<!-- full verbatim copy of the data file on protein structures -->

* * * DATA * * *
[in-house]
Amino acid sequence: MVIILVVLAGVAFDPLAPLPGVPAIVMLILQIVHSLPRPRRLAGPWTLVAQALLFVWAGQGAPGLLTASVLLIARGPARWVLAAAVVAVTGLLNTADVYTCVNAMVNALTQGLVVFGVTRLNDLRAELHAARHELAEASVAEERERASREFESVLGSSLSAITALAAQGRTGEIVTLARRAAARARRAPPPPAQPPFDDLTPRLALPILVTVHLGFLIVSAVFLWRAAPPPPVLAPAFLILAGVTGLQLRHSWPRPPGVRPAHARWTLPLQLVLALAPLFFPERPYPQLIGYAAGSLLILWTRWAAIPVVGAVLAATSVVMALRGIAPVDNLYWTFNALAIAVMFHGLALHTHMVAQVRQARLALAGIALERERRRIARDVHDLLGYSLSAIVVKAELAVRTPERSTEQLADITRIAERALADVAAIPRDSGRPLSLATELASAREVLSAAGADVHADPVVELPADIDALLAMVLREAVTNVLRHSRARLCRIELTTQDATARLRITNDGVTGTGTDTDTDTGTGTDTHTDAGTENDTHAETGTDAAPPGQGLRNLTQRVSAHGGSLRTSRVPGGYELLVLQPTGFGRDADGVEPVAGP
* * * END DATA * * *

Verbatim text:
[in-house]
Amino acid sequence: MVIILVVLAGVAFDPLAPLPGVPAIVMLILQIVHSLPRPRRLAGPWTLVAQALLFVWAGQGAPGLLTASVLLIARGPARWVLAAAVVAVTGLLNTADVYTCVNAMVNALTQGLVVFGVTRLNDLRAELHAARHELAEASVAEERERASREFESVLGSSLSAITALAAQGRTGEIVTLARRAAARARRAPPPPAQPPFDDLTPRLALPILVTVHLGFLIVSAVFLWRAAPPPPVLAPAFLILAGVTGLQLRHSWPRPPGVRPAHARWTLPLQLVLALAPLFFPERPYPQLIGYAAGSLLILWTRWAAIPVVGAVLAATSVVMALRGIAPVDNLYWTFNALAIAVMFHGLALHTHMVAQVRQARLALAGIALERERRRIARDVHDLLGYSLSAIVVKAELAVRTPERSTEQLADITRIAERALADVAAIPRDSGRPLSLATELASAREVLSAAGADVHADPVVELPADIDALLAMVLREAVTNVLRHSRARLCRIELTTQDATARLRITNDGVTGTGTDTDTDTGTGTDTHTDAGTENDTHAETGTDAAPPGQGLRNLTQRVSAHGGSLRTSRVPGGYELLVLQPTGFGRDADGVEPVAGP